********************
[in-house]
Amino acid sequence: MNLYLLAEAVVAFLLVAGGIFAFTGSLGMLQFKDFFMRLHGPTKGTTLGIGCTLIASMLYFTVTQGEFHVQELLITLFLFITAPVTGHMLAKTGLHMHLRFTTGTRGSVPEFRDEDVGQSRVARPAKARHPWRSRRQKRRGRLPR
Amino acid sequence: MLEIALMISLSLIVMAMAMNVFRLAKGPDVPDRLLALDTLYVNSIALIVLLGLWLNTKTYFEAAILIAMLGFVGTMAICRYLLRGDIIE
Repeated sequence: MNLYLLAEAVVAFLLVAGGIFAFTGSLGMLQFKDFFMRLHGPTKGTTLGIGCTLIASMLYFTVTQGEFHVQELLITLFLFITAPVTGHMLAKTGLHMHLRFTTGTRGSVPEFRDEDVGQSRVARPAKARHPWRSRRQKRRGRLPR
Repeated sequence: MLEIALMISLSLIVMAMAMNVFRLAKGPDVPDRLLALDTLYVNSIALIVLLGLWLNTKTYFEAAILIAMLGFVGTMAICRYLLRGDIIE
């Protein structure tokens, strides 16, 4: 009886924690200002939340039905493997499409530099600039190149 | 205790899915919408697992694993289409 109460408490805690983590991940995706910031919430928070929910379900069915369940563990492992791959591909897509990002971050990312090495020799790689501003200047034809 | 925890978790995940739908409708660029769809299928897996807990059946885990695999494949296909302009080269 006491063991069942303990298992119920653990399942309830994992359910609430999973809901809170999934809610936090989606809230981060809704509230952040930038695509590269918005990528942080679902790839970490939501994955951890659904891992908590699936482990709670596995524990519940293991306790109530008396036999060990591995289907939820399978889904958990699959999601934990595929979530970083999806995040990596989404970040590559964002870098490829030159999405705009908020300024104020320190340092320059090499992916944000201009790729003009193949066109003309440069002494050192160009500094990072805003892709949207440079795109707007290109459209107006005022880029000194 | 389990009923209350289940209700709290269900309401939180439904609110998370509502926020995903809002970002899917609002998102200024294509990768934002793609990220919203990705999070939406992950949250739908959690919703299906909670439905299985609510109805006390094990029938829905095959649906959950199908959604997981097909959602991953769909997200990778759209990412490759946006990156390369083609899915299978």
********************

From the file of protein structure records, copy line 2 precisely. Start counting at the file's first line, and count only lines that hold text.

Amino acid sequence: MNLYLLAEAVVAFLLVAGGIFAFTGSLGMLQFKDFFMRLHGPTKGTTLGIGCTLIASMLYFTVTQGEFHVQELLITLFLFITAPVTGHMLAKTGLHMHLRFTTGTRGSVPEFRDEDVGQSRVARPAKARHPWRSRRQKRRGRLPR